Saying the "integrity of the game" has always been his top concern, Pac-12 coordinator of men's basketball officiating Ed Rush resigned Thursday as the avalanche of pressure in and outside of Arizona continued to grow.
While UA athletic director Greg Byrne first acknowledged Wednesday he expressed his concerns with the Pac-12, he said Thursday after Rush's resignation that he knew "there was a deep concern with our peer institutions as well."
Pac-12 officiating had become a national controversy since conference commissioner Larry Scott said earlier this week that Rush made "inappropriate comments" while trying to prod his officials into more firmly dealing with Arizona's Sean Miller and other coaches during the Pac-12 tournament last month.
An initial CBSSports.com report said Rush offered officials cash or an expense-paid vacation if they issued a technical on or ejected Miller, comments that Scott said were made "in jest." Scott later told ESPN Radio that a Pac-12 investigation found that Rush did not have a "bounty" on Miller but instead was trying to get his officials to do a better job of containing the coaches.
Rush was "not solely focused on Coach Miller but on several coaches," Scott said on Tuesday. "That started a banter and discussion about 'What do I have to do to get you guys to enforce the rules? … Do I gotta give you a trip or do I gotta give you money?'"
Scott told ESPN Radio that Rush's comments were not a "fireable offense" and noted that the conference would evaluate Rush after the season by talking with coaches, athletic directors and officials during its annual postseason reviews.
Scott told the Star via text message Thursday that the conference did not hear of any concerns from any other Pac-12 schools.
By 5 p.m. Thursday, the Pac-12 had issued a statement that Rush had resigned.
"My first and highest concerns have always been the integrity of the game of basketball and the honor of the craft of officiating," Rush said in the statement. "While I am proud of what we have accomplished, my decision to resign reflects my strong desire to see the Pac-12 officiating program continue to grow and thrive."
Byrne indicated on Twitter that the conference can now move forward, posting: "Although u never want someone to lose their job, this is a good step for the Pac-12 in restoring confidence in the bball officiating program."
Conference spokesman Erik Hardenbergh said he could not add to what was in the Pac-12's release, in which Scott issued only a positive statement about Rush's accomplishments.
"I want to express my appreciation for the great contribution Ed made to basketball officiating for the conference during his tenure, particularly in the area of training and the cultivation of new officiating talent," Scott said. "All of us at the conference thank him for his years of hard work, and we wish him well."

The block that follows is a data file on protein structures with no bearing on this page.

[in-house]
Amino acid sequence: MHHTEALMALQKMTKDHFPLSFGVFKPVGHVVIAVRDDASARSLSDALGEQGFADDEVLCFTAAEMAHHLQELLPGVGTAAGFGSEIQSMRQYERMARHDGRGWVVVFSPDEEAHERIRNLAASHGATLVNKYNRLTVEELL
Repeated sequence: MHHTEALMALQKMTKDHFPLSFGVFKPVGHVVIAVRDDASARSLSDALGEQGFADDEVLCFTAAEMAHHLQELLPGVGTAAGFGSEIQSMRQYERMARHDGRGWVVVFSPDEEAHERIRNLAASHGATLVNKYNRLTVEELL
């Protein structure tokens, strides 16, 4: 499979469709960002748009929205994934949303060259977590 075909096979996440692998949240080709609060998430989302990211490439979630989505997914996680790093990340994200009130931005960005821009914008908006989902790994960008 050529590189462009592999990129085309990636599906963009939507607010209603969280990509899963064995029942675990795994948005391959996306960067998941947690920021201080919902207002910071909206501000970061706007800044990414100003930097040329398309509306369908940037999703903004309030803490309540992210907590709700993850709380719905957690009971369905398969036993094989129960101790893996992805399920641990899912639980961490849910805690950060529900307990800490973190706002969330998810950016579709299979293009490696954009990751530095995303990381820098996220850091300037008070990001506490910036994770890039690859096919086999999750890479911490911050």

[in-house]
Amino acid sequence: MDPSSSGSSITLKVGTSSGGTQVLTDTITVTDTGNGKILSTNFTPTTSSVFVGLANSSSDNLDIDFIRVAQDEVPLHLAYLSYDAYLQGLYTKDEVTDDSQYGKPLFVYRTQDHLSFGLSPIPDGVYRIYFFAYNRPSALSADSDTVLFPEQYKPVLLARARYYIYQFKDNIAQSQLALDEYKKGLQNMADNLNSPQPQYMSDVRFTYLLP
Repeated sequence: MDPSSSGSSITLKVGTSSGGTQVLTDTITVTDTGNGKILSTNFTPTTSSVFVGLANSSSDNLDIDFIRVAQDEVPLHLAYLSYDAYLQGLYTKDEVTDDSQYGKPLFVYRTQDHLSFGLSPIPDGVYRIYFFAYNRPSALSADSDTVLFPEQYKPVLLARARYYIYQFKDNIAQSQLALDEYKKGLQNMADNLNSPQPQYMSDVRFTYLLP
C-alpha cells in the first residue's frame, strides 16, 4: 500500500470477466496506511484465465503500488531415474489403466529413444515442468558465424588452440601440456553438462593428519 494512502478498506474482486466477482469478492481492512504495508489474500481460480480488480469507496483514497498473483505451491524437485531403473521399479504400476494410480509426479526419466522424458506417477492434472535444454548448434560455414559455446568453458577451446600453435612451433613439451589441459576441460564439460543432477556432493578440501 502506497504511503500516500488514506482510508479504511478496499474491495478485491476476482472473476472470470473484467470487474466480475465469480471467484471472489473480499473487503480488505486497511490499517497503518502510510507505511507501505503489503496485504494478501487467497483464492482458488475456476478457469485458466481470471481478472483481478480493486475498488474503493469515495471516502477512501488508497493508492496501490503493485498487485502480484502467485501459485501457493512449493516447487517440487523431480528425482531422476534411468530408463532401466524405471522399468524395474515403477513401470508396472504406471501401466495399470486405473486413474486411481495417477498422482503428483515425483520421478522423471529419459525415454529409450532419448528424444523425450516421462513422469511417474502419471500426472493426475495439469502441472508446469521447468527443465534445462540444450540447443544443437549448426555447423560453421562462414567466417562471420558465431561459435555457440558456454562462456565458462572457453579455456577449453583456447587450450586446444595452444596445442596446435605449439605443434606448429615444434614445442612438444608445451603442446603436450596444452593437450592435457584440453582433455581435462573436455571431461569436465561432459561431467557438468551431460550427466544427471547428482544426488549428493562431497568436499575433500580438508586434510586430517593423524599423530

Miller declined to comment through a spokesman, as he has about the officiating situation since he was fined $25,000 for his postgame actions after the UA's loss to UCLA in the semifinals of the Pac-12 tournament on March 15.
During that game - and after Rush had prodded officials in meetings - Miller was assessed a costly technical foul when, according to Scott, he stepped outside of the coaching box despite having been warned twice.
The technical foul resulted in two made UCLA free throws, which proved the edge in the Bruins' 66-64 victory, and Miller held a heated postgame news conference in which he referred to the technical after nearly every question.
"The reason I got a technical foul is because I said, 'He touched the ball. He touched the ball. He touched the ball,'" Miller said after the game. "That's a hard one now when you work August, September, October, November, December, January, February, and here we are."
Miller was fined not for those comments, but for what Scott said were two instances of verbal abuse after the game.
"One was going out on court, getting in the grille of the official, which you don't do after a game in front of the crowd," Scott told ESPN. "Secondly, in the hallway, an innocent staff person standing there, he laced into, ripped into. You are role model, a leader of student-athletes, you represent your university. We hold these coaches to high standards of behavior. These things Coach (Miller) had quietly been warned about early in the season. There is a high threshold for a coach to be fined."
Miller has paid the fine already, Scott said, and it will not be reversed despite the Rush controversy.
"They are two separate incidents," Hardenbergh said. "The fine was a result from an earlier reprimand and his outburst following the (UCLA-UA) game in Las Vegas. The fine was in no way related to the inappropriate comments" from Rush.
Hardenbergh said there is no timetable to appoint a successor to Rush, though the process will begin when the conference holds its postseason review after this weekend's Final Four.
Contact reporter Bruce Pascoe at email@example.com or 573-4145. On Twitter @BrucePascoe